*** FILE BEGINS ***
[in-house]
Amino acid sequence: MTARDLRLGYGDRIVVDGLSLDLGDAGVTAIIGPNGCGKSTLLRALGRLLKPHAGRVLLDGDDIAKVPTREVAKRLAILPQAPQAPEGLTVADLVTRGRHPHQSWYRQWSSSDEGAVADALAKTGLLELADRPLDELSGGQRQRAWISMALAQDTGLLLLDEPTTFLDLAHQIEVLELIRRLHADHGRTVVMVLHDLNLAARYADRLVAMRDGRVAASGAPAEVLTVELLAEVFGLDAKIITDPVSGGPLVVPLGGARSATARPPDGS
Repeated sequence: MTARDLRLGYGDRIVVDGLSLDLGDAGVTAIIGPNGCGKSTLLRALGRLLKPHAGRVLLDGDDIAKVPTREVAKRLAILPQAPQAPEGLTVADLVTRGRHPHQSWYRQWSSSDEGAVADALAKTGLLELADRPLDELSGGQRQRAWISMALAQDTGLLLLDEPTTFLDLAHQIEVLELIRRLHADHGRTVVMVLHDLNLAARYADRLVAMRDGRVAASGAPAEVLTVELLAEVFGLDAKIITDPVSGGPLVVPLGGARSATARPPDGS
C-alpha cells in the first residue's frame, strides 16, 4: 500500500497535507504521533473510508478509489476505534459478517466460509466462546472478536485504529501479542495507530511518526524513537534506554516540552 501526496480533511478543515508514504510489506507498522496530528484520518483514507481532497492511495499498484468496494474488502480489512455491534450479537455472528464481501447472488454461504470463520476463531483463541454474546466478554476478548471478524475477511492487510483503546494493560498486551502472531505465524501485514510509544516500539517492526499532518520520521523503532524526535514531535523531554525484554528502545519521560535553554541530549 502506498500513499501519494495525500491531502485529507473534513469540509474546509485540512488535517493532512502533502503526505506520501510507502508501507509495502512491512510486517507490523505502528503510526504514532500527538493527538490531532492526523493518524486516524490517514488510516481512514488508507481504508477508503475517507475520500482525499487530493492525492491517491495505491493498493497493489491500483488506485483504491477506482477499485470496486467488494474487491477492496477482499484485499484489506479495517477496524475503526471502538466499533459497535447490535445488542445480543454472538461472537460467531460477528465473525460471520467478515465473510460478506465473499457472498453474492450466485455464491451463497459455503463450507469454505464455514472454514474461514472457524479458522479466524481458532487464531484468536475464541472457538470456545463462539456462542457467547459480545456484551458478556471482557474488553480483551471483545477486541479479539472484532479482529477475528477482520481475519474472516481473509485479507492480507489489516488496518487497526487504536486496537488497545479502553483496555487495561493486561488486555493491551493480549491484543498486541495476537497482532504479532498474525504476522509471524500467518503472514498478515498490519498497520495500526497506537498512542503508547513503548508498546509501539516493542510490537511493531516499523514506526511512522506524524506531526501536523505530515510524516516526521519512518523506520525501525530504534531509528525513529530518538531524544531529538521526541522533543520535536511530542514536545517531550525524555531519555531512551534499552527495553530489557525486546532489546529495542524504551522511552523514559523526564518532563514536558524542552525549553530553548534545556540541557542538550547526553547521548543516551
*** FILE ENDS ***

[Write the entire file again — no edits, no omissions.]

[in-house]
Amino acid sequence: MTARDLRLGYGDRIVVDGLSLDLGDAGVTAIIGPNGCGKSTLLRALGRLLKPHAGRVLLDGDDIAKVPTREVAKRLAILPQAPQAPEGLTVADLVTRGRHPHQSWYRQWSSSDEGAVADALAKTGLLELADRPLDELSGGQRQRAWISMALAQDTGLLLLDEPTTFLDLAHQIEVLELIRRLHADHGRTVVMVLHDLNLAARYADRLVAMRDGRVAASGAPAEVLTVELLAEVFGLDAKIITDPVSGGPLVVPLGGARSATARPPDGS
Repeated sequence: MTARDLRLGYGDRIVVDGLSLDLGDAGVTAIIGPNGCGKSTLLRALGRLLKPHAGRVLLDGDDIAKVPTREVAKRLAILPQAPQAPEGLTVADLVTRGRHPHQSWYRQWSSSDEGAVADALAKTGLLELADRPLDELSGGQRQRAWISMALAQDTGLLLLDEPTTFLDLAHQIEVLELIRRLHADHGRTVVMVLHDLNLAARYADRLVAMRDGRVAASGAPAEVLTVELLAEVFGLDAKIITDPVSGGPLVVPLGGARSATARPPDGS
C-alpha cells in the first residue's frame, strides 16, 4: 500500500497535507504521533473510508478509489476505534459478517466460509466462546472478536485504529501479542495507530511518526524513537534506554516540552 501526496480533511478543515508514504510489506507498522496530528484520518483514507481532497492511495499498484468496494474488502480489512455491534450479537455472528464481501447472488454461504470463520476463531483463541454474546466478554476478548471478524475477511492487510483503546494493560498486551502472531505465524501485514510509544516500539517492526499532518520520521523503532524526535514531535523531554525484554528502545519521560535553554541530549 502506498500513499501519494495525500491531502485529507473534513469540509474546509485540512488535517493532512502533502503526505506520501510507502508501507509495502512491512510486517507490523505502528503510526504514532500527538493527538490531532492526523493518524486516524490517514488510516481512514488508507481504508477508503475517507475520500482525499487530493492525492491517491495505491493498493497493489491500483488506485483504491477506482477499485470496486467488494474487491477492496477482499484485499484489506479495517477496524475503526471502538466499533459497535447490535445488542445480543454472538461472537460467531460477528465473525460471520467478515465473510460478506465473499457472498453474492450466485455464491451463497459455503463450507469454505464455514472454514474461514472457524479458522479466524481458532487464531484468536475464541472457538470456545463462539456462542457467547459480545456484551458478556471482557474488553480483551471483545477486541479479539472484532479482529477475528477482520481475519474472516481473509485479507492480507489489516488496518487497526487504536486496537488497545479502553483496555487495561493486561488486555493491551493480549491484543498486541495476537497482532504479532498474525504476522509471524500467518503472514498478515498490519498497520495500526497506537498512542503508547513503548508498546509501539516493542510490537511493531516499523514506526511512522506524524506531526501536523505530515510524516516526521519512518523506520525501525530504534531509528525513529530518538531524544531529538521526541522533543520535536511530542514536545517531550525524555531519555531512551534499552527495553530489557525486546532489546529495542524504551522511552523514559523526564518532563514536558524542552525549553530553548534545556540541557542538550547526553547521548543516551